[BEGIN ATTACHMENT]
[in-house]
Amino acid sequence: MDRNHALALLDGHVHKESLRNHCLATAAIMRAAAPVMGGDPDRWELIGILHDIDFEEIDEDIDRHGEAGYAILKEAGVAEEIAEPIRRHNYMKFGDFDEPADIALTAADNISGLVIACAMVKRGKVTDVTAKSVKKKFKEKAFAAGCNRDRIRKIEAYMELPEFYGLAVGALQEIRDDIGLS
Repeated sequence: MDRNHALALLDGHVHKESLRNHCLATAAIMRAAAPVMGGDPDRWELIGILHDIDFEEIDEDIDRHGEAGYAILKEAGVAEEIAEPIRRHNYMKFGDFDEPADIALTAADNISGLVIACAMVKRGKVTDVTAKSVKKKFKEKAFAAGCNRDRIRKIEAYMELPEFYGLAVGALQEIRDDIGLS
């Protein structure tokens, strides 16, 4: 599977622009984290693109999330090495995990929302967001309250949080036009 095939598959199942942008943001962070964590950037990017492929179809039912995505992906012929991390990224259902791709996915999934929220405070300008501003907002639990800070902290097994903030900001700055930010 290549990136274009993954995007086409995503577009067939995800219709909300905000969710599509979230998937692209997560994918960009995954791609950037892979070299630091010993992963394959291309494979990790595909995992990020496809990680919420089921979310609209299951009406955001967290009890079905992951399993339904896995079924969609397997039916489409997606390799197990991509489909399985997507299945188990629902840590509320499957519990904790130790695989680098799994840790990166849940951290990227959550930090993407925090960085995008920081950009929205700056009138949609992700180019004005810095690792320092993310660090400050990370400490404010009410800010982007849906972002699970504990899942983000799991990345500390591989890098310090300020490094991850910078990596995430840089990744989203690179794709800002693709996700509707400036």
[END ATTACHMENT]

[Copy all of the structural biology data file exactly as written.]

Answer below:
[in-house]
Amino acid sequence: MDRNHALALLDGHVHKESLRNHCLATAAIMRAAAPVMGGDPDRWELIGILHDIDFEEIDEDIDRHGEAGYAILKEAGVAEEIAEPIRRHNYMKFGDFDEPADIALTAADNISGLVIACAMVKRGKVTDVTAKSVKKKFKEKAFAAGCNRDRIRKIEAYMELPEFYGLAVGALQEIRDDIGLS
Repeated sequence: MDRNHALALLDGHVHKESLRNHCLATAAIMRAAAPVMGGDPDRWELIGILHDIDFEEIDEDIDRHGEAGYAILKEAGVAEEIAEPIRRHNYMKFGDFDEPADIALTAADNISGLVIACAMVKRGKVTDVTAKSVKKKFKEKAFAAGCNRDRIRKIEAYMELPEFYGLAVGALQEIRDDIGLS
């Protein structure tokens, strides 16, 4: 599977622009984290693109999330090495995990929302967001309250949080036009 095939598959199942942008943001962070964590950037990017492929179809039912995505992906012929991390990224259902791709996915999934929220405070300008501003907002639990800070902290097994903030900001700055930010 290549990136274009993954995007086409995503577009067939995800219709909300905000969710599509979230998937692209997560994918960009995954791609950037892979070299630091010993992963394959291309494979990790595909995992990020496809990680919420089921979310609209299951009406955001967290009890079905992951399993339904896995079924969609397997039916489409997606390799197990991509489909399985997507299945188990629902840590509320499957519990904790130790695989680098799994840790990166849940951290990227959550930090993407925090960085995008920081950009929205700056009138949609992700180019004005810095690792320092993310660090400050990370400490404010009410800010982007849906972002699970504990899942983000799991990345500390591989890098310090300020490094991850910078990596995430840089990744989203690179794709800002693709996700509707400036």